“It is good to have an end to journey toward; but it is the journey that matters, in the end.” Ernest Hemingway


Trans-Siberian Railway and China

1st August - 25th August 2014

Package travel from the Baltic to the Beijing and beyond

The Trans-Siberian/Mongolian railway represented the second phase of our journey. It also symbolized the end of our "plan each day as it comes" lifestyle we'd become accustomed to in Europe because the twenty five day leg was ultimately booked through two travel companies. Now I know what some your thinking "package trips are a lazy way to do things and they drain any sense of adventure away out of backpacking" and in many ways I agree. However for us the main positive of travelling via this method was the visa assistance we'd receive.

When Jono and I planned our round the world journey (or as much as we could plan at the time) we knew are only chance of having two months to travel in Europe lay in the hands of our UK provider Trailfinders. As we were both new to over-landing for such a length of time and we had the joy of completing three sets of visa applications (at the time you needed a visa for Mongolia), two of which were for countries notorious for having difficult embassies it made sense to pay a little extra to have a professional to guide us. Our decision certainly paid off as the Mongolia and Russia visas arrived relatively quickly, however China had to be difficult.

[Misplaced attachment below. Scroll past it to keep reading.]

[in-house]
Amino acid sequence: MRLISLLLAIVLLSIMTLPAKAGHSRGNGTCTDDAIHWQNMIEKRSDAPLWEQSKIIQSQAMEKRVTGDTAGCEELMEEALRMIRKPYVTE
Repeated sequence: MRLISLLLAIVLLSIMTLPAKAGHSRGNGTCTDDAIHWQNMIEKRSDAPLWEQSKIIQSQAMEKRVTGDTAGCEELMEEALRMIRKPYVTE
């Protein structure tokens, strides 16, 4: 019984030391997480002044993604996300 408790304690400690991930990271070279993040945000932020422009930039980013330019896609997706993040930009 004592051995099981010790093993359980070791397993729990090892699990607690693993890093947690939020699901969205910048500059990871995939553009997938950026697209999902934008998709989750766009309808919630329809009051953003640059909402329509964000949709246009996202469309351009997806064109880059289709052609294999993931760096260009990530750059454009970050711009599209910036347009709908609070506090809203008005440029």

If your attempting to travel in China one thing you must be aware of is the need to have an "EXIT TICKET". Without one your unlikely to get a visa. Now this would normally be fine but if your avoiding flights ad having to plan a few months in advance you are unable to make pre-booking in China earlier than one month before departure. This as you imagine did not sit well with us and it did not sit well with the Chinese embassy. At this point we were beginning to panic because this would scupper our entire challenge. Thankfully the good people at Trailfinder's advised us to write a letter explaining we would like to take a legitimate rail route from Nanning to Hanoi. I'm sure there were an array of phone calls involved but without their help we would have been stuck in a rut.

The second tour operator we booked through were the aptly named Vodkatrain. As the name suggests Vodkatrain create package tours through Russia, Asia, India and parts of Europe.

To look back at our Vodkatrain and China antics check out the links below.


Saint Petersburg



Listvyanka (Lake Baikal)



Gorkhi-Terelj National Park

Mongolia to China








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